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Jesus Fernando Lopez Fidalgo, Full Professor of Statistics. Institute for Culture and Society University of Navarra

The keys to a quality research

Mon, 27 Feb 2017 18:06:00 +0000 Published in El Español

Several scientists have recently published a manifesto in Nature criticizing the lack of validity of current scientific research

This is a fact that has been denounced for some time and is of concern in the scientific world. Other programs of study show that about 2 million articles are published in the world each year. Each article is read by a average of only 10 people, including the usual co-authors or the editors and reviewers who have intervened. 82% of the articles on Humanities do not receive a single quotation. And of the articles cited, only 20% have actually been read by the authors. There is great pressure to publish a lot and fast and this may be one of the causes of this apparent disaster. But it is not as new a problem as it may seem. Years ago, it was said that, of the ten most relevant articles in the history of mathematics, seven of them had been rejected at first written request.

In any case, it is not possible for a study to be one hundred percent replicable. Only mathematical results demonstrated with the laws of logic and based on perfectly defined and unappealable principles or assumptions can be said to be completely reproducible. When we demonstrate mathematically that any continuous line with negative and positive values must necessarily equal zero at some point, it is infallible. No matter how many times we reproduce the experiment by drawing continuous lines starting at the negative and ending at the positive, they will always be forced to pass through zero. The experiment will never fail. But almost everything else is reproducible with some probability. That the result is reproduced in front of a group of experts or provide the data is a guarantee, but does not add certainty.

On the other hand, it is obvious that the recent scientific research has meant, for example, that life expectancy has increased spectacularly in recent years and that there have been scientific advances that contribute to well-being in a very clear way. That is why I am no friend of falling into alarmism that does not help to improve the status. For something relevant to come out, we have to try many times and therefore produce research that will never be relevant, even if it has been done in good faith. This does not justify that things should not be done well. The manifesto cited above gives some clues as to what a good research should be like, and I think this is very important and to be welcomed.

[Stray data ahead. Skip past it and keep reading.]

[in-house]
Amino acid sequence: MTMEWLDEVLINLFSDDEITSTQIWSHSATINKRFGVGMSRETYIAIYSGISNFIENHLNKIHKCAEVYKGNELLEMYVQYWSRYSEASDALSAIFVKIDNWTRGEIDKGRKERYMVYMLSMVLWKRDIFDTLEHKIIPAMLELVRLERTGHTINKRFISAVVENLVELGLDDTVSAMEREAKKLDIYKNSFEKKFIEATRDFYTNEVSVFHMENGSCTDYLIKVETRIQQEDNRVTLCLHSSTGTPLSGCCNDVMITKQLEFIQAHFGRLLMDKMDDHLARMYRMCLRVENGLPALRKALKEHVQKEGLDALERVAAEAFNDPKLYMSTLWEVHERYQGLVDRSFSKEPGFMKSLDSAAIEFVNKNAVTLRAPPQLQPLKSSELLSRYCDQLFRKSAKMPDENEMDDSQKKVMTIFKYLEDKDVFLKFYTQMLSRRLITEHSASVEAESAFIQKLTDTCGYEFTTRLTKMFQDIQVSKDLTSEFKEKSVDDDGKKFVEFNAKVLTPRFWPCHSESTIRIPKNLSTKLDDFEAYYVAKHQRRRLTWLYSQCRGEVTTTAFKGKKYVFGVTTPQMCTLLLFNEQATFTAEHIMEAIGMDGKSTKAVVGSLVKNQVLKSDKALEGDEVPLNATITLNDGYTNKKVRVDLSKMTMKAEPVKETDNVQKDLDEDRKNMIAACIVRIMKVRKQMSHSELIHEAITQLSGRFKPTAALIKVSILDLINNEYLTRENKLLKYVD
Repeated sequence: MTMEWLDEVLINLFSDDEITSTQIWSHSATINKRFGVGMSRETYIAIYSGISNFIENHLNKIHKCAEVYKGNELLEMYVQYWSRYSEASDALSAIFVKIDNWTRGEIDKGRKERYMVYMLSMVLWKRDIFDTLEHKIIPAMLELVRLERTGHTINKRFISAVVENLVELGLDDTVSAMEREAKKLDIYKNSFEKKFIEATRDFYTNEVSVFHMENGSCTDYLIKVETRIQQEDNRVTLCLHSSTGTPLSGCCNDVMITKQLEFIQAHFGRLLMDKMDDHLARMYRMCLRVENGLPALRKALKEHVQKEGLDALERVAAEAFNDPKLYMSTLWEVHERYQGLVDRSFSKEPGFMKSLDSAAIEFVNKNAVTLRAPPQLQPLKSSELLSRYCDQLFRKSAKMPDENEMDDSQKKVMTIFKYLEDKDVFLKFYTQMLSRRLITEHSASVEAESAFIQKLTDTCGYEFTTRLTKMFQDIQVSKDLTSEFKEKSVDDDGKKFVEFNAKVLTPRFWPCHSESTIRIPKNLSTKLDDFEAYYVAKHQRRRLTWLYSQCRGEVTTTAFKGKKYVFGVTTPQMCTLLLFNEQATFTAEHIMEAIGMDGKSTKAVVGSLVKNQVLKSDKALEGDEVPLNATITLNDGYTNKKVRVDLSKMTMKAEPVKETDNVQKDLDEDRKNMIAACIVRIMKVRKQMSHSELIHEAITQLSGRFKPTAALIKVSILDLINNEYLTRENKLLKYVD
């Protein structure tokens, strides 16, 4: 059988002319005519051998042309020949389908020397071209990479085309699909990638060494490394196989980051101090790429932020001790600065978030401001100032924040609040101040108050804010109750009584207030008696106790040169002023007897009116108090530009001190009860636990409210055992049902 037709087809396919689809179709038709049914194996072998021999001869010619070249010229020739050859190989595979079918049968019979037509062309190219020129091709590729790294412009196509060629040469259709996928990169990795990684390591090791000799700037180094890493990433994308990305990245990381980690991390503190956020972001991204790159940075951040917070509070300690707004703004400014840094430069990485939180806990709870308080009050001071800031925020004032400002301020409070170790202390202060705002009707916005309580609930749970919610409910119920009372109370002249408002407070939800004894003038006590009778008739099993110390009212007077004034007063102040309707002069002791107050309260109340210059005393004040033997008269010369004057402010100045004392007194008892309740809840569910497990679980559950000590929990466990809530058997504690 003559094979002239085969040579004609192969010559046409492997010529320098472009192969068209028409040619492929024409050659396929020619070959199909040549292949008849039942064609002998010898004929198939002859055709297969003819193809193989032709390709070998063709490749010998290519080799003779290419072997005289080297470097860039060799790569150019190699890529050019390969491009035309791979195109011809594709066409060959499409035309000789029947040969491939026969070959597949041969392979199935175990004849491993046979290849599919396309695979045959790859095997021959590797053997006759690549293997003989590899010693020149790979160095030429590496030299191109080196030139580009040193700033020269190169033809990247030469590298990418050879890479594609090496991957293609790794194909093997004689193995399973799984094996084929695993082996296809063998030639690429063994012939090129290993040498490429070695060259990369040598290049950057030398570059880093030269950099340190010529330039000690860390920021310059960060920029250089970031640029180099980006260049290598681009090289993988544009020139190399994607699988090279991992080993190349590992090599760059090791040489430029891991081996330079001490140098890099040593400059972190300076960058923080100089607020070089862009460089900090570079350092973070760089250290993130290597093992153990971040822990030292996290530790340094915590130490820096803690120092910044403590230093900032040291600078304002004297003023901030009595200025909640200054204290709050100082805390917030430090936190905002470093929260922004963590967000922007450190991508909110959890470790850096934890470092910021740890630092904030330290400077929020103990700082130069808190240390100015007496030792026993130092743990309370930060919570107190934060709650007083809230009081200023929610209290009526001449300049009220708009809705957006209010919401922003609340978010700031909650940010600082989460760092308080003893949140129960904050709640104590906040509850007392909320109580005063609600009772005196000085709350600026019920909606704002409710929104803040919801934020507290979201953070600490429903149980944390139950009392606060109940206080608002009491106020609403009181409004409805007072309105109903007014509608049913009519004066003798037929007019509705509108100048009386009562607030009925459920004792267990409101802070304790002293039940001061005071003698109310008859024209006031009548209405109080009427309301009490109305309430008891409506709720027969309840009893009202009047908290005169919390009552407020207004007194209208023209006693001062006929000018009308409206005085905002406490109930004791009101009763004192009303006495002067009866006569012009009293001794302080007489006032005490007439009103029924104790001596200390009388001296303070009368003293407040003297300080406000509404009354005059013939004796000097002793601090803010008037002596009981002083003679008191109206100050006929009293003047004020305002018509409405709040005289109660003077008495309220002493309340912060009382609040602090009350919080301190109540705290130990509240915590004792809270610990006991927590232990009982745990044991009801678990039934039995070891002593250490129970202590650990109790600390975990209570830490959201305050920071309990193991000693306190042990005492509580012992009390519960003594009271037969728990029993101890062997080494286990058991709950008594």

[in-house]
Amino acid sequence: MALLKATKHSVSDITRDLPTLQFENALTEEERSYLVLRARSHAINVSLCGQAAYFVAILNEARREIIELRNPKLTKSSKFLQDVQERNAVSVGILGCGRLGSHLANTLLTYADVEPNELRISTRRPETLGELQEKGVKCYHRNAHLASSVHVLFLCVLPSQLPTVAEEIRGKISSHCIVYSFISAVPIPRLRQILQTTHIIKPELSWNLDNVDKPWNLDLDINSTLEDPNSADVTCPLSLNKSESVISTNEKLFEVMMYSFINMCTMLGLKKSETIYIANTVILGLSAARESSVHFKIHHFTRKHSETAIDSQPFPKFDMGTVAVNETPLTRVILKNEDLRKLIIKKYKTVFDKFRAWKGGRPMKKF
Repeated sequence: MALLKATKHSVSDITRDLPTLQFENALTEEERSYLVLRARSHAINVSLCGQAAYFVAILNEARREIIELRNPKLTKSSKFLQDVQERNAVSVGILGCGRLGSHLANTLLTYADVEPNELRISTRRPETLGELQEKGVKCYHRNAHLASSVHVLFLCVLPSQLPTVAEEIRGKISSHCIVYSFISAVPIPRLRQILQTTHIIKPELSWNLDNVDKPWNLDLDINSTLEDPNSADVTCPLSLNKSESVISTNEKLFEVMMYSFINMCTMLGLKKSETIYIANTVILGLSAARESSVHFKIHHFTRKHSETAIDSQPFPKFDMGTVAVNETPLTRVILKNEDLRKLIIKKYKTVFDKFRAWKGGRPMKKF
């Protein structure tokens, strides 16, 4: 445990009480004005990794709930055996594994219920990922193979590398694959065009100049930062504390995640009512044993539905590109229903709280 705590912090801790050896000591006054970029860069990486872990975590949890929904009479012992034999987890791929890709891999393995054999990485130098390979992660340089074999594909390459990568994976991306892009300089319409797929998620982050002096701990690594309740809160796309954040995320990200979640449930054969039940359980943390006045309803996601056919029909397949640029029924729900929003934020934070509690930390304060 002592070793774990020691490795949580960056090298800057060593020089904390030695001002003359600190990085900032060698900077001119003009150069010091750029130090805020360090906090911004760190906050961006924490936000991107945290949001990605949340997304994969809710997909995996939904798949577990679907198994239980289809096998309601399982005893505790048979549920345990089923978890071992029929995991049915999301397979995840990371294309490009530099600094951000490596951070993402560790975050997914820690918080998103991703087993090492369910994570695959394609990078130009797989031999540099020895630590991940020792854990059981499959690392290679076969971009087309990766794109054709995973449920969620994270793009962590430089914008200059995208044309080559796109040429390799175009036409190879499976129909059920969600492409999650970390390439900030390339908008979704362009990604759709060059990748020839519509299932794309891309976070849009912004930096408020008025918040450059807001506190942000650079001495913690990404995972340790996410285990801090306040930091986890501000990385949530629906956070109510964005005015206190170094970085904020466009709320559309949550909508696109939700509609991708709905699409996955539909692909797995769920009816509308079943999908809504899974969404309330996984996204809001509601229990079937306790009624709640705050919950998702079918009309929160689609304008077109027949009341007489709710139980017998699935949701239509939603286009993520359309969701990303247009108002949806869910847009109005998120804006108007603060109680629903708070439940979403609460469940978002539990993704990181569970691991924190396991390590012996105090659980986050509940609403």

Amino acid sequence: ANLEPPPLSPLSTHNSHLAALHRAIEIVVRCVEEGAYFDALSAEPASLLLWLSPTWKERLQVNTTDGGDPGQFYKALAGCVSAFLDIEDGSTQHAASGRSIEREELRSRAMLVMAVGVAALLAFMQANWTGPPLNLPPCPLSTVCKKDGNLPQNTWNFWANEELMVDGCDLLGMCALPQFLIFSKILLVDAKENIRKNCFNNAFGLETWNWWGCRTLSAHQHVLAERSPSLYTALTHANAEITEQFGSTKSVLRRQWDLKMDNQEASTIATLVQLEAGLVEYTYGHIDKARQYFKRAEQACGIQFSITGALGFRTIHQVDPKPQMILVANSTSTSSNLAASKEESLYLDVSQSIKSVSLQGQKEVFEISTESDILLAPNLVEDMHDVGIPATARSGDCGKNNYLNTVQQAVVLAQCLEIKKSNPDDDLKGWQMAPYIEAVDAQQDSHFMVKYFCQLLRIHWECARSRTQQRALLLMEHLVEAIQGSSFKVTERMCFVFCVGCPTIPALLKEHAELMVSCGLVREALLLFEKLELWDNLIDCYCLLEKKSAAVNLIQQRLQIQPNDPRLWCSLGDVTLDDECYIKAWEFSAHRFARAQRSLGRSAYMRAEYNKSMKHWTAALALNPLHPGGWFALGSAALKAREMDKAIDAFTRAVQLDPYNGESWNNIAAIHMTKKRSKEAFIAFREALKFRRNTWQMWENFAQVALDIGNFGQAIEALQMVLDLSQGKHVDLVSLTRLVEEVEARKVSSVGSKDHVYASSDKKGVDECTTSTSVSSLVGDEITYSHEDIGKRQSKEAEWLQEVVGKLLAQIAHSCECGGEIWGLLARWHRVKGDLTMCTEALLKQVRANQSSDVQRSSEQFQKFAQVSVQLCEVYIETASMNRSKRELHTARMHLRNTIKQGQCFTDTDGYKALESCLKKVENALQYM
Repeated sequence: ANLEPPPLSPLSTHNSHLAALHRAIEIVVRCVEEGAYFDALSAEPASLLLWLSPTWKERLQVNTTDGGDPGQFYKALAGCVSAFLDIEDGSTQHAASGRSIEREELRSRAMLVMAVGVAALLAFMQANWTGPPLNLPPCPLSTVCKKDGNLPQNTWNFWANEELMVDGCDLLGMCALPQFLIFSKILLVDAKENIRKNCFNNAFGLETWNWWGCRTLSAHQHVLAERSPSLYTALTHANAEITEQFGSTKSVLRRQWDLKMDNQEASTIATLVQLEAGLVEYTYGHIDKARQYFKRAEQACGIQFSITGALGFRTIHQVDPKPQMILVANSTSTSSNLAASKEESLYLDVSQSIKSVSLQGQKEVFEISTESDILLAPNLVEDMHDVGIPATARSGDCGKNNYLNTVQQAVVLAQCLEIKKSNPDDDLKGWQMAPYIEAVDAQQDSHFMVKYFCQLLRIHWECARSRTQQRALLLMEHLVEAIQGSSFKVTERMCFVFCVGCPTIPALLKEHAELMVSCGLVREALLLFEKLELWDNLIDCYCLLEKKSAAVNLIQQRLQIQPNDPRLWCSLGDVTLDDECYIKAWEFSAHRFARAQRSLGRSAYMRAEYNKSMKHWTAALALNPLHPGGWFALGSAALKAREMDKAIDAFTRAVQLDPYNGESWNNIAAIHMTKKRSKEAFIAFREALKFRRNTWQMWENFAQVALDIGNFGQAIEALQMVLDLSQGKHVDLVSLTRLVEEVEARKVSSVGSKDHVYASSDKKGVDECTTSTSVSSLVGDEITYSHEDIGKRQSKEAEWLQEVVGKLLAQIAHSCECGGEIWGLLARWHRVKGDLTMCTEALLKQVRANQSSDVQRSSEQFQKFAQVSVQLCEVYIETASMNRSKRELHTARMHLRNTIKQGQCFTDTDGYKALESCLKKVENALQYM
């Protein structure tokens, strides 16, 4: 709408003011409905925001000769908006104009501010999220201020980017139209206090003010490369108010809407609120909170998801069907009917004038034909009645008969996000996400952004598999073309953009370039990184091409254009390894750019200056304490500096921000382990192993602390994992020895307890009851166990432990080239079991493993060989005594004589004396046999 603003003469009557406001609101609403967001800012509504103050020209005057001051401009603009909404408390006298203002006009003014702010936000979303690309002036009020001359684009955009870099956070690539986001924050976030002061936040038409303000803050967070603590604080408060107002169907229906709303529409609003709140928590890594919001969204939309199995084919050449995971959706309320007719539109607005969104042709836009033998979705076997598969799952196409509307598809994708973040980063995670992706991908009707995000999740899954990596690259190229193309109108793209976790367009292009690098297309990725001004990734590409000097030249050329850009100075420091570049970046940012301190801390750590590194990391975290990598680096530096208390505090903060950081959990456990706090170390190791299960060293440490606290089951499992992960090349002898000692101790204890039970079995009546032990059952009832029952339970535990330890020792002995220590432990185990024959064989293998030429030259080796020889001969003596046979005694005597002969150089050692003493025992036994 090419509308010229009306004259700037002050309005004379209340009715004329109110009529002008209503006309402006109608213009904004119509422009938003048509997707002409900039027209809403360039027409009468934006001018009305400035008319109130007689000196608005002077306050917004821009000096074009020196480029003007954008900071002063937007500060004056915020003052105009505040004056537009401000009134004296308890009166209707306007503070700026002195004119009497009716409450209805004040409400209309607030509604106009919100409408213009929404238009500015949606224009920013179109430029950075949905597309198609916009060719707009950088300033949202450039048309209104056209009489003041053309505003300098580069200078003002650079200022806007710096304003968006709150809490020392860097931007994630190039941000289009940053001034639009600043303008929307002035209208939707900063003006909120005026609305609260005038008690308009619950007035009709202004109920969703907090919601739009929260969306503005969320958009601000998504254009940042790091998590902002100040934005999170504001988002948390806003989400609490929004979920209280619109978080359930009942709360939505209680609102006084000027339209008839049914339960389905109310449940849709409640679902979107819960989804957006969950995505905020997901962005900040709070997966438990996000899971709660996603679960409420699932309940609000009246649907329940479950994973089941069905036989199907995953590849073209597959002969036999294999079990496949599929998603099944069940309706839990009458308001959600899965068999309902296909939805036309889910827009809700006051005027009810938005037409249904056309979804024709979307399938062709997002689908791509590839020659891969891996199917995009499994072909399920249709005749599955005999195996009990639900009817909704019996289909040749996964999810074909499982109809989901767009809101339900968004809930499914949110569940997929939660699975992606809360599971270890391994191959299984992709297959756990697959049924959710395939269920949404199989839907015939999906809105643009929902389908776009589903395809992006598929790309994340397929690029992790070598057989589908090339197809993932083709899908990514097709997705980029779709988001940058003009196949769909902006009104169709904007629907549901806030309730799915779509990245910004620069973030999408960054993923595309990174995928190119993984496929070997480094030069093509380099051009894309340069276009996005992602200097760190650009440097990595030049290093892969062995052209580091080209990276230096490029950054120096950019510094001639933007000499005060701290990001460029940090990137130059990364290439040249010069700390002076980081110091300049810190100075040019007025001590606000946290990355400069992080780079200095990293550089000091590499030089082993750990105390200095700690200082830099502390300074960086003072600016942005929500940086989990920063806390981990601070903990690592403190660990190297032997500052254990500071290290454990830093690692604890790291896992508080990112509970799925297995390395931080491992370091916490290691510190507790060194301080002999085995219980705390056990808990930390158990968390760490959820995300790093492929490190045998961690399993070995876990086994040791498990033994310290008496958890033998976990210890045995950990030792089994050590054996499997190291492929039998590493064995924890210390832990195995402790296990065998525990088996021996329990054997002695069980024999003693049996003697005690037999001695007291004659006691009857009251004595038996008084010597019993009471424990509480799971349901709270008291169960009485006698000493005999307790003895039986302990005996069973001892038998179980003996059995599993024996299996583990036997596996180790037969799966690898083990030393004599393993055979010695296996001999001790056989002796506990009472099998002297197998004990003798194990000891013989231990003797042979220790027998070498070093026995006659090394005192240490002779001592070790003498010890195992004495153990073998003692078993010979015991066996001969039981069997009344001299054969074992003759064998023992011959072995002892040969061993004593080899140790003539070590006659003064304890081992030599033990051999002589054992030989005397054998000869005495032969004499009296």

From a statistical methodological point of view, the following basic principles, among others, should be taken into account in order to conduct a research survey correctly. The hypotheses to be tested should be established at the beginning, not only before collecting the data, but also before planning the collection. Precisely this will allow us to design an adequate and effective collection plan for data (design experimental or sampling). Experiments, surveys, etc. must be carried out under the supervision of the person who designed the plan. The correct treatment of non-response or other difficulties encountered in the collection of data can be core topic in a given study. When analyzing the data , the hypotheses that support them should be checked and not be satisfied with the results obtained automatically by statistical software. To give an example for people outside these fields, if we collect data on the preferences in the subject of literature that one reads, we could code the answers as 1 (science fiction), 2 (essay), 3 (historical)... The fact is that a statistical software will calculate the average of these codes if we ask it to do so, but this does not make any sense.

No one would think of doing this, but there are more subtle errors of this subject, which escape if the appropriate knowledge or financial aid is missing. When presenting the results in a publication, the inconveniences and difficulties encountered during the whole process and everything that can help to evaluate the study in a balanced way should be clearly stated.

The statistical model that has been used never perfectly matches reality and therefore should always be taken with due caution. George Box, one of the most prominent contemporary statisticians, who died in 2013, used to say that all models are false, but some are useful. At least statistical models are able to pinpoint the error that is made, always under the basic assumptions of the model that has been employee. Other procedures, for example nature-based algorithms, work on the internship, but they do not allow to control that error. This does not mean that they should not be used. In fact they are used, for example in Internet search engines or automatic translators, and they work, but this should always be done with caution.

It is necessary to continue to do a lot of research and to the best of our ability. Great progress has been made in our country. It is necessary to support research, not just in words, but with deeds and tangible funding to guarantee generational renewal. It is also necessary to calmly rethink the assessment procedures of the research, but without lowering their requirements or making false excuses.